Paris Style At a Discount

photo: bistro, rue st charles
A typical tiny bistro, in the Rue Saint-Charles.

More 'Cultural' Strikes

Paris:- Sunday, 3. January 1999:- Discount frenzy started in Paris yesterday and Parisians flocked downtown with or without New Year's hangovers to mob the shops; to search for that cute little skirt for 800 francs - knocked down from 1600.

These annual sales, which are officially regulated, will continue until 13. February. The main rule is, stores may only sell what they had in stock a month before the first day of the sales - they cannot re-stock or bring in special 'sale' stock.

This means that as the sales continue, pricesphoto: le parisien, 31.12.98 tend to drop even further. However, despite the crowds yesterday, some of the best stuff got snapped up. If you wait until Friday, 12. February, you may get an article for 90 percent off, but it might not be exactly what you had in mind.

I thought the 'last' New Year's Eve would be the next one; but maybe Le Parisien knows better.

Watch for the 'Soldes' signs which designate the official sales. All items 'on sale' must have their original price clearly marked, and signs saying 'no returns - no exchanges' do not exonerate merchants from their legal guarantees protecting buyers against defect goods.

For items not specifically marked with a 'sales' sticker, you can always haggle - even at times when the 'soldes' are not official. The rule in Paris is, an eyebrow raised at almost any price, should get 10 percent off.

The main items 'on sale' are clothing; and at this time of year this means winter garments. This means that this year's style is 'on sale.' If you don't care, or shop carefully, a year-old style can certainly be worth it at half price. Most discounts are in the 30 to 50 percent-off range.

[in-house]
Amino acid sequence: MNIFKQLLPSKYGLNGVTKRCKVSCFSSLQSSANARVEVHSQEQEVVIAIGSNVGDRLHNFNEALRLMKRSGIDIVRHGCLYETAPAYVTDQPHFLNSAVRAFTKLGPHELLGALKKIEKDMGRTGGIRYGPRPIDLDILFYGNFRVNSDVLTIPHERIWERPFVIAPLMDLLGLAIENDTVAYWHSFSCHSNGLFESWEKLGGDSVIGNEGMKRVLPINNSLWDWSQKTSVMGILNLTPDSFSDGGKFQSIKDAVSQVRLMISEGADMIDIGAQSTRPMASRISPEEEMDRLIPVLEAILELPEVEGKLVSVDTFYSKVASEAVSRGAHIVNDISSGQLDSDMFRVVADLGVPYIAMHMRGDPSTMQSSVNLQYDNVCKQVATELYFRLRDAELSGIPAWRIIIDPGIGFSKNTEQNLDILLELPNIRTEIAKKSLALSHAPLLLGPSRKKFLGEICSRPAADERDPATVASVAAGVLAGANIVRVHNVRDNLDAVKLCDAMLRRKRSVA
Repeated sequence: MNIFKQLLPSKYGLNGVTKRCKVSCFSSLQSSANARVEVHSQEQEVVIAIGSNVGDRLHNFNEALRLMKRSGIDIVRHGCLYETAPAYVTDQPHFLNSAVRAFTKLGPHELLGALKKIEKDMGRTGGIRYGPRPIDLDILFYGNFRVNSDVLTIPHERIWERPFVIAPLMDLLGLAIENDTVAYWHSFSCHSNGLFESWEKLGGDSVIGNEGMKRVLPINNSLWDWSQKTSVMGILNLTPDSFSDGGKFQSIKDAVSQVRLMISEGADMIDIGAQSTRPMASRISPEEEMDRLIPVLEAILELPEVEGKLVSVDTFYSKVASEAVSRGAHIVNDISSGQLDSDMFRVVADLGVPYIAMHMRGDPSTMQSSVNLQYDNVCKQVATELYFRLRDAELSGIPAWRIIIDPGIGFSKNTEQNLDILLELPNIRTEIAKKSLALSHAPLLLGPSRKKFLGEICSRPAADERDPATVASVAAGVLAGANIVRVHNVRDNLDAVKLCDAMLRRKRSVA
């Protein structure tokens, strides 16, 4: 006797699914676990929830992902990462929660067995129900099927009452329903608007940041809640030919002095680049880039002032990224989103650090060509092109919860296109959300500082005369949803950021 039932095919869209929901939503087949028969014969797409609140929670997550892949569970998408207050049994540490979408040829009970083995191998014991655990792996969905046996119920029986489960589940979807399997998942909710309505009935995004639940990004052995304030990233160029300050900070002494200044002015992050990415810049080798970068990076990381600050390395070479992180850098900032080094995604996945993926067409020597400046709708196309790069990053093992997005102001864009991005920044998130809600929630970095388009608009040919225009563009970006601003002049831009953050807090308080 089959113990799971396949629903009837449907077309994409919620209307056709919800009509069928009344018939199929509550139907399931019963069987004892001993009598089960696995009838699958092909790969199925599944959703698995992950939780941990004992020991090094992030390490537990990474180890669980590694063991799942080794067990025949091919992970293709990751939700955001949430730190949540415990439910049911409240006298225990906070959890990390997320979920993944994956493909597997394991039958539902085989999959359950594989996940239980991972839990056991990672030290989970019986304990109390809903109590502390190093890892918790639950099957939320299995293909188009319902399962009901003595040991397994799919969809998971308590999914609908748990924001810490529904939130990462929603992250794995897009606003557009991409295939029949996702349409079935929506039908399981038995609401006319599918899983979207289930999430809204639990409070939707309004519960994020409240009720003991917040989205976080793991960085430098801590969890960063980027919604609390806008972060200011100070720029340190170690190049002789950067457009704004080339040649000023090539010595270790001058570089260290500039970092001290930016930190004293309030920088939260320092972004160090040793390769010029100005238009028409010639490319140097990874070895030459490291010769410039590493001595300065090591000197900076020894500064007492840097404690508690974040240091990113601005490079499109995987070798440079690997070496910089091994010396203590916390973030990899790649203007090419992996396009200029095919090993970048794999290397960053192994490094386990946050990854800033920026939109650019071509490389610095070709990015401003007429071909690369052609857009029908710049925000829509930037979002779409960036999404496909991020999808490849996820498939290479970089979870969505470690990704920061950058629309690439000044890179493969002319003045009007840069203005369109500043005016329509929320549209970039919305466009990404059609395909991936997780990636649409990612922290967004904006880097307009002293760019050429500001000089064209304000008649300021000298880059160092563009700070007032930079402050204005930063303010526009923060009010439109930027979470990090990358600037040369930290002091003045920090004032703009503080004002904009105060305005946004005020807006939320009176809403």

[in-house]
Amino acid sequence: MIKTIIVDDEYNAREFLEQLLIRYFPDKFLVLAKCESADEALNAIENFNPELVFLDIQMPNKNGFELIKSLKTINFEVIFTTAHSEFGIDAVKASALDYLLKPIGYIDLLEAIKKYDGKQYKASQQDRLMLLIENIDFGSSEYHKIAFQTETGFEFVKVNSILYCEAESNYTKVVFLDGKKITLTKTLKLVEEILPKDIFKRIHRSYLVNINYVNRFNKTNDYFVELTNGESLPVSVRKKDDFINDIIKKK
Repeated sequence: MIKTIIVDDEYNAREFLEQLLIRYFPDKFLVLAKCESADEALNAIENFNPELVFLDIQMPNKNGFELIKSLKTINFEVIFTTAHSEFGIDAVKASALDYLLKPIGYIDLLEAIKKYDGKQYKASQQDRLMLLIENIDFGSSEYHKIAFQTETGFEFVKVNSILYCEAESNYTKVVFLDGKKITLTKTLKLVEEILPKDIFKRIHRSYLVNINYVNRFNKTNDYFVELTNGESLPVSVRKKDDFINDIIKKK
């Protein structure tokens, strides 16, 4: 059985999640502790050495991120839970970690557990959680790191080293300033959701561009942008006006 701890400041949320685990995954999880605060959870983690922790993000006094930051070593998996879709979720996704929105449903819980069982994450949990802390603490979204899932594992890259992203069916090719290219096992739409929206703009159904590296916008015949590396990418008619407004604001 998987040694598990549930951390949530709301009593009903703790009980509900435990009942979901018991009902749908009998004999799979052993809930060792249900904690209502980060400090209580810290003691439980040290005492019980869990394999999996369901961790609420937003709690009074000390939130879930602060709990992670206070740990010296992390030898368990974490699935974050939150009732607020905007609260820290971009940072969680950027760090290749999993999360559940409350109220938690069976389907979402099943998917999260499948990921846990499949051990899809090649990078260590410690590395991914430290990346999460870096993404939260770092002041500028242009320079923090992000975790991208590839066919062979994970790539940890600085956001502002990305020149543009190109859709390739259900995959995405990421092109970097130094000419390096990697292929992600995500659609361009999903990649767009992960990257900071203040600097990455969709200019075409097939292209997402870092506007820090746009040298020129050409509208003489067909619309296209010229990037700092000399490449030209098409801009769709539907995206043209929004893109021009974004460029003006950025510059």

Sales Alternative

If you can't find what you want on or by 13. February, why not pop over to the Théâtre de Paris and see Gerard Depardieu starring in 'Les Portes du Ciel,' an original piece by Jacques Attali, an ex-advisor to the late President Mitterrand. I think it's about Carlos Cinco, who was a very interesting man in very interesting times. The play is set for 90 performances. Info. Tel.: 01 48 74 25 37.

Background to the 'Cultural Strikes'

Last week it was the Arc de Triomphe's turn to turn away visitors wanting to examine the wonders to be seen from its summit. TV-news showed the Arc's staff holding big banners, saying 'On Strike.'

I examined the situation one day last week and found visitors muddling about its base, but the strikers were probably on their lunch break.

The reasons for this series of strikes at a variety of Paris monuments is emerging only by fits and starts. Le Parisienphoto: arc de triomphe, 30.12.98 has been saying that success has been the spoiler, with record crowds overwhelming museum and monument staffs.

Hapless visitors reading the Arc de Triomphe's insprictions last week, instead of taking in its magnificant view.

Apparently the Culture Ministry has not budgeted for any extra staff to handle the current extra traffic. In the case of the Arc de Triomphe, 50 of the 70 workers are not full-time employees. They are paid the minimum wage and by the day; and some have been in this situation for 15 years.

The time-bomb which has been ticking for years, went off when next year's budget was announced. It foresees the creation of n new permanent positions.

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